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It’s been a very busy few weeks, and I apologize for the lapse between entries. My thoughts have been dominated by concern about situational evil and garment manufacturing, situational evil and our racist legal system, situational evil and the continued secondary status of women in our society. I took a little time out from this to write some midrash and contemplate the role of Process Theology in Judaism. By comparison, the following thoughts seem slight.

Somehow, I ended up getting a random item in my Facebook feed about the following BuzzFeed list: The Official Ranking of the 51 Hottest Jewish Men in Hollywood. I honestly cannot explain why I clicked. From Adam Sandler (yuck) to Adam Brody (of whom, I am slightly embarrassed to admit, I have never heard), Lauren Yapalater (whoever she is) lists numerous theoretically gorgeous guys of Jewish parentage. (A few days later, I noticed that the Forward felt the need to add to the list.)

Oddly, as I chuckled at the rather odd mix of celebrities (really, can Shia La Bouf actually exist in the same realm as Daniel Day Louis?), I also watched myself feeling strangely repelled by the list. It made me think about a book I recently put on my “to-read” list, Shaul Magid’s “American Post-Judaism: Identity and Renewal in a Postethnic Society.” (Since I haven’t yet read the book, I’m not equipped yet to discuss its thesis. If you’d like to read the reviews which prompted my interest in the book, check out Ha’aretz’s review or the piece on it in The Daily Beast.) The idea of a “Postethnic” Judaism in America fascinates me. I was brought up with a sense of Jewish pride that made me feel connected to every Jew in the world, joyful for every Jew’s achievements, disappointed for every Jew’s public failings. In college, I remember how my housemate taught me the phrase “MOT”–Member of the Tribe–and how it resonated with me, even as I found it somehow crass.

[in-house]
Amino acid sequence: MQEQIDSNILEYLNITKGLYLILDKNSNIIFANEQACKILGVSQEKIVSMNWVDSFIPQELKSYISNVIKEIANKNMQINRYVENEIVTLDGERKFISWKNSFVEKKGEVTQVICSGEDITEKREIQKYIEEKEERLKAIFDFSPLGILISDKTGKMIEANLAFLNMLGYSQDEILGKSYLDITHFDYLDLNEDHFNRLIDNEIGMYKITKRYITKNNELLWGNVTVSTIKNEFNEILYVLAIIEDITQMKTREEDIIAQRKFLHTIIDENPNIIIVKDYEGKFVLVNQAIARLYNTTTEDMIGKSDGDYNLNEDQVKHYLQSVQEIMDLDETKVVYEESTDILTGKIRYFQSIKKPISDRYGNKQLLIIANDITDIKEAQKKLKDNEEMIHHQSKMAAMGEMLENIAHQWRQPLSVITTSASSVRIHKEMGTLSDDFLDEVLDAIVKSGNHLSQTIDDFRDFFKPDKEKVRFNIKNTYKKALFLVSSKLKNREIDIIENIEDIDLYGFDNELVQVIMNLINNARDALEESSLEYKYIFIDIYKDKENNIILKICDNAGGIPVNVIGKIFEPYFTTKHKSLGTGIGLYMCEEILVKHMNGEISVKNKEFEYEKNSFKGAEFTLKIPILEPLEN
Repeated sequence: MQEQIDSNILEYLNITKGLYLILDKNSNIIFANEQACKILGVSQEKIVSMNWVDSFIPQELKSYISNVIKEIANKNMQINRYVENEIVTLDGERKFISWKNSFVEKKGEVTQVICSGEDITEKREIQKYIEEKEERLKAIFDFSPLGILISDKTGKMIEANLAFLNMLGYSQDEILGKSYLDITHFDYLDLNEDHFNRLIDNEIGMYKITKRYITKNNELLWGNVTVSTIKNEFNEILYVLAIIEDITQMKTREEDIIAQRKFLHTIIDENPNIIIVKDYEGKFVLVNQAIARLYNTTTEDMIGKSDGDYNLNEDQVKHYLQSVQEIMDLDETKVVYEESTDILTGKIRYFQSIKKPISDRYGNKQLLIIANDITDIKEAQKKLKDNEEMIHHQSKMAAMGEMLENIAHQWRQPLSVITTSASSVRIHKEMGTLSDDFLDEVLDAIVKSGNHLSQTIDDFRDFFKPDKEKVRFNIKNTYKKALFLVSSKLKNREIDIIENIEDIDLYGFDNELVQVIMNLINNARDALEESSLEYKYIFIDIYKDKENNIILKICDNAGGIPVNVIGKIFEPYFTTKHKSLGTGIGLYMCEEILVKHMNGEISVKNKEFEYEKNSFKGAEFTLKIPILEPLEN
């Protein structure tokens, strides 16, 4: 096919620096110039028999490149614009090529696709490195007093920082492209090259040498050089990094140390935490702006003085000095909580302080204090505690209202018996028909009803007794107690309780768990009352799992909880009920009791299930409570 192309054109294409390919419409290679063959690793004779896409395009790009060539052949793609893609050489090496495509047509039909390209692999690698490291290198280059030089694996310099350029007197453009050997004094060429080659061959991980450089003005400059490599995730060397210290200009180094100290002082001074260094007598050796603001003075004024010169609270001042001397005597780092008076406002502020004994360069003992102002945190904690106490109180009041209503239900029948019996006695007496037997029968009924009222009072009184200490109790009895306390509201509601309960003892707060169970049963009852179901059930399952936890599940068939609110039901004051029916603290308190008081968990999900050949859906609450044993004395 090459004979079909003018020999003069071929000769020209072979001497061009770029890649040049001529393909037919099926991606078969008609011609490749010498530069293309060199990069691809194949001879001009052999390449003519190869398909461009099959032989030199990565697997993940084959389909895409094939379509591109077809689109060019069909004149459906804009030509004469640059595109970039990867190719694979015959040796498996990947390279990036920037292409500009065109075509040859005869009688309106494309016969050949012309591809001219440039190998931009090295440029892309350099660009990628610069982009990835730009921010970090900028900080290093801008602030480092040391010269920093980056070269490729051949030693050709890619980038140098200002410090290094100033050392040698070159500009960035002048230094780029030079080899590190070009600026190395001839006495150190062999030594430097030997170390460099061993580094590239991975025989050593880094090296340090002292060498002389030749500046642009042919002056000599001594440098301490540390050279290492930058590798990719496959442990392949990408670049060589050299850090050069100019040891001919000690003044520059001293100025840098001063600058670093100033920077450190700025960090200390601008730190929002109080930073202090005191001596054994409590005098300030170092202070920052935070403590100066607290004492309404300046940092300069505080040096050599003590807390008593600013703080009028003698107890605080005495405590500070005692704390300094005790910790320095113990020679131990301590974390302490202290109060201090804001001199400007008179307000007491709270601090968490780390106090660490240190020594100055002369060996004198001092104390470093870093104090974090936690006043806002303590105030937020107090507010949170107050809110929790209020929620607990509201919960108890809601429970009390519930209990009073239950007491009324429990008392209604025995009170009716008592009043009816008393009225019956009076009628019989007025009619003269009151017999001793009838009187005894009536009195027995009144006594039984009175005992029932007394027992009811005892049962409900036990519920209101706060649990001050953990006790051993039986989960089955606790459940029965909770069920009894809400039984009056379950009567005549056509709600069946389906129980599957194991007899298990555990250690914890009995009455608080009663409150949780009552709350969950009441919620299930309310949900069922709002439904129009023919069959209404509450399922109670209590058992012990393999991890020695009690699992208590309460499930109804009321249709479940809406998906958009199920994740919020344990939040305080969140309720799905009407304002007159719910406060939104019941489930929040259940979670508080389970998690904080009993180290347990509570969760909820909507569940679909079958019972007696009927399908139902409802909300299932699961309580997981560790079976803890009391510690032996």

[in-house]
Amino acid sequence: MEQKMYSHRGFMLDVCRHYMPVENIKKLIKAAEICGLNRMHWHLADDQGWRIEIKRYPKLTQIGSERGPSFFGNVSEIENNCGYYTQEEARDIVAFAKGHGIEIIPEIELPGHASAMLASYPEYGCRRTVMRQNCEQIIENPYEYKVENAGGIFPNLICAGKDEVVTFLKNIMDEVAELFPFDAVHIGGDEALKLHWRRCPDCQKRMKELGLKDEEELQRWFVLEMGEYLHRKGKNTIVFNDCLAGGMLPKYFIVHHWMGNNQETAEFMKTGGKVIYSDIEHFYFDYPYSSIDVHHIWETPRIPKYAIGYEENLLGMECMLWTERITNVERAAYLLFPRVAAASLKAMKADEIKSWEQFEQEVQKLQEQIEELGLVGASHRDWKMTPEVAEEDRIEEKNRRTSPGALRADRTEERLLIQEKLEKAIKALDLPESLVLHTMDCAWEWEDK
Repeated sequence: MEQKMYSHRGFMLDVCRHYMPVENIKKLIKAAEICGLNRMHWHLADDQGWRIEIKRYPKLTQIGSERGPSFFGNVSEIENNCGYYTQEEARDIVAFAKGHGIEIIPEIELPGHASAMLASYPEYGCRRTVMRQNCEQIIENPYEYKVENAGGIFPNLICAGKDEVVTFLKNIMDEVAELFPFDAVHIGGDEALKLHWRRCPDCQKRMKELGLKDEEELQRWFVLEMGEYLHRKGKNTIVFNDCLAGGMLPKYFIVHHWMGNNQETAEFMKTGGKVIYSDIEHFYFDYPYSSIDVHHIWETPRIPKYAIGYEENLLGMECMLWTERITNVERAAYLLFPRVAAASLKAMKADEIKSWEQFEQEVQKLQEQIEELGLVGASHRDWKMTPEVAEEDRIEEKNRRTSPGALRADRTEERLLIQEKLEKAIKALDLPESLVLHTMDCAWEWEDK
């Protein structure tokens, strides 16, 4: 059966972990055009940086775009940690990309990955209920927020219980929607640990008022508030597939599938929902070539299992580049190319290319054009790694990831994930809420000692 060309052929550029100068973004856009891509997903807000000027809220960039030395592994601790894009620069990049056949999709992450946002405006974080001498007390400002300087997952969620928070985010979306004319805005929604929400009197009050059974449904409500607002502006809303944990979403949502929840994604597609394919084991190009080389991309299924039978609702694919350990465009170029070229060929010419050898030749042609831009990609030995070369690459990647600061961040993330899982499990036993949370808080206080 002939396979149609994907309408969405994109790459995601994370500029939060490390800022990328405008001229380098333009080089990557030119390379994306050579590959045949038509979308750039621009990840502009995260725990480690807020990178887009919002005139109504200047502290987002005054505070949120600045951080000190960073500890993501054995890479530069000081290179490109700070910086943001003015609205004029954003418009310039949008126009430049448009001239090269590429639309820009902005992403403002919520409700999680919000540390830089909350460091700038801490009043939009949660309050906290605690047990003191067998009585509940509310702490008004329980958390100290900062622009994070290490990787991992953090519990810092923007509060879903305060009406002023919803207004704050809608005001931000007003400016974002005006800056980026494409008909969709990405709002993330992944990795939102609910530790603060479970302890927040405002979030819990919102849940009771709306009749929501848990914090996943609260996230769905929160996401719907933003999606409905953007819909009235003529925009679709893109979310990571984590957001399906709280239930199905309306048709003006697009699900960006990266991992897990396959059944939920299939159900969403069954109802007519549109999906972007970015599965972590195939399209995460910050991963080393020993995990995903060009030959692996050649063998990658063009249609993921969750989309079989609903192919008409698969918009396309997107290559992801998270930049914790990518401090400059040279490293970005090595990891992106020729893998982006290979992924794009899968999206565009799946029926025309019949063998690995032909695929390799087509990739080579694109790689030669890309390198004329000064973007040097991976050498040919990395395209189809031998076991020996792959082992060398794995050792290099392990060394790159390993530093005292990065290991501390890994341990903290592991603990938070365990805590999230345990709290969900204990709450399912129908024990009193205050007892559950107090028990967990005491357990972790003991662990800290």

Can ethnic pride be innocent, without cultural baggage?

Now, I find myself in similar territory, but as a slightly different person. Can ethnic pride be innocent, without cultural baggage? As a college student, I probably would have been totally delighted by the ethnic pride in such a list. Today, I wonder why someone finds it necessary to list publicly Jewish celebrities they find attractive. Each hypothesis makes me uncomfortable. (1) Stereotypes of nebbishy Jewish men persist. Is it important to assert that Jewish men can be sexy? (2) A sense of Jewish superiority is as vital to some people today as it was to my grandfather, for whom it served as a defense against the anti-Semitism he experienced during his youth. (3) Attachment to the public faces of Judaism is all that some people have of a Jewish identity.

What do you think of the 51 Hottest Jewish Men list?

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